3. Multilevel Service Level Agreements

Bringing together the two types of SLAs mentioned above will result in a Multilevel SLA. These are used when there are multiple businesses and/or customers working together to provide a service. 

If there are more than two companies or departments (e.g. a maintenance company providing both the plumbing and the electrical work) involved in a project, it’s a great idea to create a multilevel SLA that details the order of operations from start to finish. 

With a document like this, all the stakeholders will be able to see the information they are looking for. This will help keep a smooth workflow that’s clear of confusion and results in satisfied clients.

What Happens if a Service Level Agreement is Breached?

If you want to get an idea of how much a breached maintenance service level agreements can cost, just imagine a situation where you were due to service an elevator but forgot about it and there wasn’t anything there to notify you.

Not only will your customer likely terminate your contract if the elevator malfunctions and someone gets stuck in it, but they will also sue you for a lot more than the few hundred dollars you would’ve had to invest in improving your resources.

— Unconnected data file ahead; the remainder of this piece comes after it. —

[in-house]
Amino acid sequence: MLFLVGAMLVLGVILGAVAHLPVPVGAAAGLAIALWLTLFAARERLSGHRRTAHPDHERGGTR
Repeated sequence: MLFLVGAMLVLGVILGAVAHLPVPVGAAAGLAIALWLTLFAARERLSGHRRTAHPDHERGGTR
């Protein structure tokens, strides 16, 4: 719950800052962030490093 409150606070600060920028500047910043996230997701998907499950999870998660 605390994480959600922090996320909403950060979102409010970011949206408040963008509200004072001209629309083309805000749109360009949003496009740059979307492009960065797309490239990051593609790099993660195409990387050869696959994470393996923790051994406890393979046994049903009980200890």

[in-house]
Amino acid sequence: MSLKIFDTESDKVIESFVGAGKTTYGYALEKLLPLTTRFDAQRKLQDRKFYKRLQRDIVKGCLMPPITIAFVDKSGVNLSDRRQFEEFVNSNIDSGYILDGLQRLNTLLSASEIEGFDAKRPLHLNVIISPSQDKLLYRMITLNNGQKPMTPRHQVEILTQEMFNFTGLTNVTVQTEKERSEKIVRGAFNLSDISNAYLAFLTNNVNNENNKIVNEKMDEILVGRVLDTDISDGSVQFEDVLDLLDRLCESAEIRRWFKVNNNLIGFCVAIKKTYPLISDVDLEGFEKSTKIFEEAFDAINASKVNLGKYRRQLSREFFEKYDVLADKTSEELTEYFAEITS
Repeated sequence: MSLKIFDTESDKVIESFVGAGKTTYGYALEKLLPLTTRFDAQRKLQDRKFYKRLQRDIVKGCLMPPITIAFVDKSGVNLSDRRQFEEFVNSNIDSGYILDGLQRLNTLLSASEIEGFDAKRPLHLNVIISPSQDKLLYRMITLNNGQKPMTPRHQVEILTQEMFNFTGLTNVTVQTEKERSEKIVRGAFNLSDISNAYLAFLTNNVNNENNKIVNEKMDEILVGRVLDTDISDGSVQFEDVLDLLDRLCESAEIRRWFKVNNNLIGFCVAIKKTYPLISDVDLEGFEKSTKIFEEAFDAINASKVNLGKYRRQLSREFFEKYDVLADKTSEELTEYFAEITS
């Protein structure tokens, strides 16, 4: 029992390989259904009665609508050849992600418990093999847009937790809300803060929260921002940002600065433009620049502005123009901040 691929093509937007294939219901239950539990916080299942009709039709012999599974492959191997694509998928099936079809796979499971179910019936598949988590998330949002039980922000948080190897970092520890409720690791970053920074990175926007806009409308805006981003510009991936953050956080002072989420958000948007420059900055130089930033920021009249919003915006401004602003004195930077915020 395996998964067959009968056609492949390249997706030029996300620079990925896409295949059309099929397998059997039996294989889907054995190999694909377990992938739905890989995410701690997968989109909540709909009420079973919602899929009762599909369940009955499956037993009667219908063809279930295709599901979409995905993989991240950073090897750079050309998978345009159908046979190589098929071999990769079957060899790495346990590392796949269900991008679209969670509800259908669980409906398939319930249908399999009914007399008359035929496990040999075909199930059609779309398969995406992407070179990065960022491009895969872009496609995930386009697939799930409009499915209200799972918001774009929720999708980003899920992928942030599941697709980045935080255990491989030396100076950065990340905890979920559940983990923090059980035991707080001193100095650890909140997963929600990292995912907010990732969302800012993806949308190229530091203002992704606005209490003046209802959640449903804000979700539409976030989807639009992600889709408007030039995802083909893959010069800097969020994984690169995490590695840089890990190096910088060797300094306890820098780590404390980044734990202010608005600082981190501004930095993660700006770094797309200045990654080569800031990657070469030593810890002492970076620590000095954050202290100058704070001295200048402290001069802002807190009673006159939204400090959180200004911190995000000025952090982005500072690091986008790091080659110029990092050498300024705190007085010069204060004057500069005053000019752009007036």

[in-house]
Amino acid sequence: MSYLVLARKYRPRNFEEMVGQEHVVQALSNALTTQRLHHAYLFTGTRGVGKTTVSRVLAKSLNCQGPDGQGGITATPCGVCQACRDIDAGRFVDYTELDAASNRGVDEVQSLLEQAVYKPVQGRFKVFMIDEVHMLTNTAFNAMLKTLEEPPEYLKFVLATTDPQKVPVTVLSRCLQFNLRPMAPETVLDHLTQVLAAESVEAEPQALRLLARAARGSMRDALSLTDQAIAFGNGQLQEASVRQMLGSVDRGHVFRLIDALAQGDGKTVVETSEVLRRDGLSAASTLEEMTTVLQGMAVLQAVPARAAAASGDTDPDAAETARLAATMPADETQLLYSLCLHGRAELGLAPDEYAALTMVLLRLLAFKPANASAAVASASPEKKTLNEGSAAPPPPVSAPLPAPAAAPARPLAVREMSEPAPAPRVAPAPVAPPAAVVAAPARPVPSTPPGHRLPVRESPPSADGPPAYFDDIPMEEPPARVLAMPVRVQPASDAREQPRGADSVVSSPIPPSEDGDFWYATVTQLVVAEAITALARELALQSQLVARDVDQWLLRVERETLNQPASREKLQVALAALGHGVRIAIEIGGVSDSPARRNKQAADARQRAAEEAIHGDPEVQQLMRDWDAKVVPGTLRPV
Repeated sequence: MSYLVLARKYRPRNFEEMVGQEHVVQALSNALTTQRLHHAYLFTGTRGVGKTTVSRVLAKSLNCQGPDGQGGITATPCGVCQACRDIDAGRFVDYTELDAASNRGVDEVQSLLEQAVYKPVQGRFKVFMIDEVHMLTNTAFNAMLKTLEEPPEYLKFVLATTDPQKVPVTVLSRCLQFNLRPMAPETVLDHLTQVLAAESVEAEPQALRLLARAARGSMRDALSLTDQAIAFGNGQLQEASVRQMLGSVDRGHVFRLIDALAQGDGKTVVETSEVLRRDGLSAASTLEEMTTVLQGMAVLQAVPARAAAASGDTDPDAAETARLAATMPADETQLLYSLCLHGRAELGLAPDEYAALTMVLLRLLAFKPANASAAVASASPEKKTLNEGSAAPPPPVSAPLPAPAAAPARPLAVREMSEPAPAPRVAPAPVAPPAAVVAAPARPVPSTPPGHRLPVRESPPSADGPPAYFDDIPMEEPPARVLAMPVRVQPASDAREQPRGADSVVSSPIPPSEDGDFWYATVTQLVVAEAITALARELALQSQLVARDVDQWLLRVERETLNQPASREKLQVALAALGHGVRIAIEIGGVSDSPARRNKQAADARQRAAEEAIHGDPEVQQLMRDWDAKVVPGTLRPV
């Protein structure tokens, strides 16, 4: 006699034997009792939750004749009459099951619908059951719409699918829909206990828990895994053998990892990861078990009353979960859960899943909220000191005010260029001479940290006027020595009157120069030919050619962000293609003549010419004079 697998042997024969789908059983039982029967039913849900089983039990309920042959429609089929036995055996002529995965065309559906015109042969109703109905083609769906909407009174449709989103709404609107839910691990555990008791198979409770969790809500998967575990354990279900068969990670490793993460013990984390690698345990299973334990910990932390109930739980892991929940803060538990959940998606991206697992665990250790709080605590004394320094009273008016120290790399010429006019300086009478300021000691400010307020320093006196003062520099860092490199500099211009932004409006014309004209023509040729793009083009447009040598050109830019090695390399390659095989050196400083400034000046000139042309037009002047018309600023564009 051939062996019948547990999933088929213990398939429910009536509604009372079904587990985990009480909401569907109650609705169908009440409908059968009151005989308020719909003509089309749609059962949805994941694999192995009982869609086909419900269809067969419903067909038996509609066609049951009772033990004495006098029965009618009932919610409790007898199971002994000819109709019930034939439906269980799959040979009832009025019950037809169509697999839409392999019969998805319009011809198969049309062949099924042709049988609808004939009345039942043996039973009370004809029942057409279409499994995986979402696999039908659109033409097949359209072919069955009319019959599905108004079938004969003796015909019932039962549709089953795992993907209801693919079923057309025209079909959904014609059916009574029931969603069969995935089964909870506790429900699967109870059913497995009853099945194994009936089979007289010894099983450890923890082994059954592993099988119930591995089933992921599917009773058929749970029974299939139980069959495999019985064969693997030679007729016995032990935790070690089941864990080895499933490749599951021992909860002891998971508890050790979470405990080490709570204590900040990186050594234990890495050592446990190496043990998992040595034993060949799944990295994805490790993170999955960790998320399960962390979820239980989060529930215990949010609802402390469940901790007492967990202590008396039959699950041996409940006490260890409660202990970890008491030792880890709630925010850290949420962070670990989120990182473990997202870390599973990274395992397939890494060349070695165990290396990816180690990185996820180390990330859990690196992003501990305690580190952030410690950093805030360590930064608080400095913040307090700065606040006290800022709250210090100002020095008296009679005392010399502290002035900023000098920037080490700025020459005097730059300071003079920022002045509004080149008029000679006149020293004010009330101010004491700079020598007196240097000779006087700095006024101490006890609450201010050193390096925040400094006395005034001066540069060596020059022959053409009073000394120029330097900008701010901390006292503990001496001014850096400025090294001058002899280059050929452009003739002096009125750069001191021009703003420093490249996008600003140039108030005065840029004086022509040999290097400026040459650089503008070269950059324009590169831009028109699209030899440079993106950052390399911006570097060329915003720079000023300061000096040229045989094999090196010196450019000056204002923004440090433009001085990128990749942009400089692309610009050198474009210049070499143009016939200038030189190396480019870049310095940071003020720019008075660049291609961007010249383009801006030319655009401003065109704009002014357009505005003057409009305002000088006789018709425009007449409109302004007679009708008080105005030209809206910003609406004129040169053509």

This might be an extreme situation, but every breach comes with a penalty. 

Often, it’s the cost of downtime that the customer suffers.

For example, if a restaurant can’t open because its ventilation system doesn’t work, the owners will incur a couple of thousands in business losses, maybe more.

If your service level agreement promises downtime no longer than five hours for every appliance, ventilation system included, then your HVAC company is liable to cover the restaurant’s losses.

Of course, losing money and losing a potentially lucrative contract is a big blow to your business. But let’s say you’ve got the cash flow to weather it; the problem is that your finances might recover, but your reputation and chances of winning other contracts in the future won’t. This is because a failed maintenance service level agreement will follow you further down the line.